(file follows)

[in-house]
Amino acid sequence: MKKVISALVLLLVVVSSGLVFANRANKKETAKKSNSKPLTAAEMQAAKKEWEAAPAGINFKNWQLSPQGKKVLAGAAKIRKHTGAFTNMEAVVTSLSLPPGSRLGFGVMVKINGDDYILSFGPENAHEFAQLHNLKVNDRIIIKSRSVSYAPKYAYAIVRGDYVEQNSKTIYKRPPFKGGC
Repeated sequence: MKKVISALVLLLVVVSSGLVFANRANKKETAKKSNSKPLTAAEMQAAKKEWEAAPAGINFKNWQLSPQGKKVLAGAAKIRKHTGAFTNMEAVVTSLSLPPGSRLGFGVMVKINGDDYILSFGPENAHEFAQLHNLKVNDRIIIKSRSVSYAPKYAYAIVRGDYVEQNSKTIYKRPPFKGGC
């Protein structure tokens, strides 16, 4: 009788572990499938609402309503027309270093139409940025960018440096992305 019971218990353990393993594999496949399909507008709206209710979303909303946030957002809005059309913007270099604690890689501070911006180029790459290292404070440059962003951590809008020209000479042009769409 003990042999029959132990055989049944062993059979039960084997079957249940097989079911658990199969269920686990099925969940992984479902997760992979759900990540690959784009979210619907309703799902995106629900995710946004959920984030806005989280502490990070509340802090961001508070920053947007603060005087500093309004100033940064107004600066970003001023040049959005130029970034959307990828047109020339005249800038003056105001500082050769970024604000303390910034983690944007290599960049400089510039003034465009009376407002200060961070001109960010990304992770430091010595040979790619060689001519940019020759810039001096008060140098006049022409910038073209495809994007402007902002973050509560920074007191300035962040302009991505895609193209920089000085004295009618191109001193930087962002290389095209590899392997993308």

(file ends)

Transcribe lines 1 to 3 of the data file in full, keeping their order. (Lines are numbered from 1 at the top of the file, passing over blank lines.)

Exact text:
[in-house]
Amino acid sequence: MKKVISALVLLLVVVSSGLVFANRANKKETAKKSNSKPLTAAEMQAAKKEWEAAPAGINFKNWQLSPQGKKVLAGAAKIRKHTGAFTNMEAVVTSLSLPPGSRLGFGVMVKINGDDYILSFGPENAHEFAQLHNLKVNDRIIIKSRSVSYAPKYAYAIVRGDYVEQNSKTIYKRPPFKGGC
Repeated sequence: MKKVISALVLLLVVVSSGLVFANRANKKETAKKSNSKPLTAAEMQAAKKEWEAAPAGINFKNWQLSPQGKKVLAGAAKIRKHTGAFTNMEAVVTSLSLPPGSRLGFGVMVKINGDDYILSFGPENAHEFAQLHNLKVNDRIIIKSRSVSYAPKYAYAIVRGDYVEQNSKTIYKRPPFKGGC